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I applied to two postdoc positions to two different groups at the same institution.

I've got to the interview stage for the first position. After the interview, they want my opinion, if I still want the job. I am aware that the topic is interesting and important but I am not so excited about the topic (and I do not need the job immediately).

How should I respond to them when I don't know the fate of the second application? I would prefer the seconds position, because it is more exciting for me. And I do not want to cause any offence to the first group. It is a research institute and I am sure these group talk to each other regularly.

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    Am I understanding the title correctly that both postdoc positions are at the same institution. If yes, please edit your question to clarify and also please specify about what size of institution we are talking (university, department, institute)? – Wrzlprmft May 14 '18 at 9:43
  • Do you know how quickly there will be a decision about the more interesting position? – skymningen May 14 '18 at 9:47
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    As both are in same institution, generally, they often meet each other in various occasions. It will be an awkward situation in future if you don’t make the current stage very clear to both research groups. Don’t make any bad excuses for the denial. If you don’t like the first job, say it clearly. When you have the interview with next research team, there might be someone from the first research group. If you make any wrong decision now, you may lose both opportunities. – Mithun May 14 '18 at 10:28
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    If you don't get the second position, will you then want the first one? If that is the case you should not decline at all. If you don't want the first position independently of what happens to other position then the other position has no bearings on this and you should just decline like you decline any other post: briefly, politely, and without going into details. – xLeitix May 14 '18 at 10:44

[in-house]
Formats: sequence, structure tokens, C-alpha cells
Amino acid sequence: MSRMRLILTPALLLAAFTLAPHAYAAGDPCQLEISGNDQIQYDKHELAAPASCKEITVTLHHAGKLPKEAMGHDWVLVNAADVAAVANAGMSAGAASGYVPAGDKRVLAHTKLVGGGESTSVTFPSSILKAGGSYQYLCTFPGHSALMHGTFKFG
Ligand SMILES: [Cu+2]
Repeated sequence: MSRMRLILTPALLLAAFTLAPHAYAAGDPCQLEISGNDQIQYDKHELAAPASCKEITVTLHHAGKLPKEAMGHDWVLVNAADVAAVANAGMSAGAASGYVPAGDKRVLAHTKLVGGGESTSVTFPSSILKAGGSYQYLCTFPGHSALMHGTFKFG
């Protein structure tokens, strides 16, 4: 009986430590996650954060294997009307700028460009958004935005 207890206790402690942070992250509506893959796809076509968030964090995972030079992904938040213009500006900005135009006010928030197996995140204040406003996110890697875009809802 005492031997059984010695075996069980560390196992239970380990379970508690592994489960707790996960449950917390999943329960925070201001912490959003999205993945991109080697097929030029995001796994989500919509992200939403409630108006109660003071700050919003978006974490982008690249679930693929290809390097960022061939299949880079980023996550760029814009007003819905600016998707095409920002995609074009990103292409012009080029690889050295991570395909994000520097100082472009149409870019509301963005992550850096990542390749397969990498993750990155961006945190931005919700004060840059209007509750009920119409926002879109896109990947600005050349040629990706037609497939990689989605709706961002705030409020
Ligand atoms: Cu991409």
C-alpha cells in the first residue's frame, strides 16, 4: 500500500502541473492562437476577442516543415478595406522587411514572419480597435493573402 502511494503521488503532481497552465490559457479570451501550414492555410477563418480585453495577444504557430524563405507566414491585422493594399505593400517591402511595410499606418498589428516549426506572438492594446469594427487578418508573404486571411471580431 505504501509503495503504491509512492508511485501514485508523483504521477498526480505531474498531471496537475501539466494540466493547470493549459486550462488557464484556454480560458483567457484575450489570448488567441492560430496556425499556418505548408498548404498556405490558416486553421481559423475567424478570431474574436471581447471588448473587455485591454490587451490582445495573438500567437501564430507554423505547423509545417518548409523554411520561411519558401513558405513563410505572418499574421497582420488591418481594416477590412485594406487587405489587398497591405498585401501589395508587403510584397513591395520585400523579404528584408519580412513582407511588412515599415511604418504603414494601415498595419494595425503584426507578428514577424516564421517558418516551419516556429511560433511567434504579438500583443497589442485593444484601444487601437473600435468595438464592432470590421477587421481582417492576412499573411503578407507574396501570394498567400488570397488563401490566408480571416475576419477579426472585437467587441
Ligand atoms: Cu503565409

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    So far you have received two answers, but no way to accept either one. People, remember to write your answers in the correct place: The box marked with "Your Answer". If you don't feel that an answer is good enough, you don't have to write it. – pipe May 14 '18 at 12:09
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You should be honest, or at least mostly honest, with them.

Let them know you are also waiting to hear back on your application to another position at the same institution. It's up to you whether or not you say you would favor that position, but I think that is not necessary (hence the "mostly honest") - you can simply approach it as wanting to know all the options available to you before making a decision. This type of request is quite reasonable.

However, there may also be time limits: the group currently offering you a position may want to offer it to another candidate, or at least continue with more interviews. In stating that you would like to delay making a decision, you should also ask about any time limits on acceptance. If they give you some limit, you will then have to decide whether to take the job once that time is expired.

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    Excellent answer (+1). Just to add to it, if there is a delay in hearing back about the other position, I would recommend also contacting that group, letting them know you already have an offer from that institution, telling them you would prefer their position, and asking if they are able to give you an answer (offer or declination) within the time limit required by the first group. – Reinstate Monica May 16 '18 at 1:10

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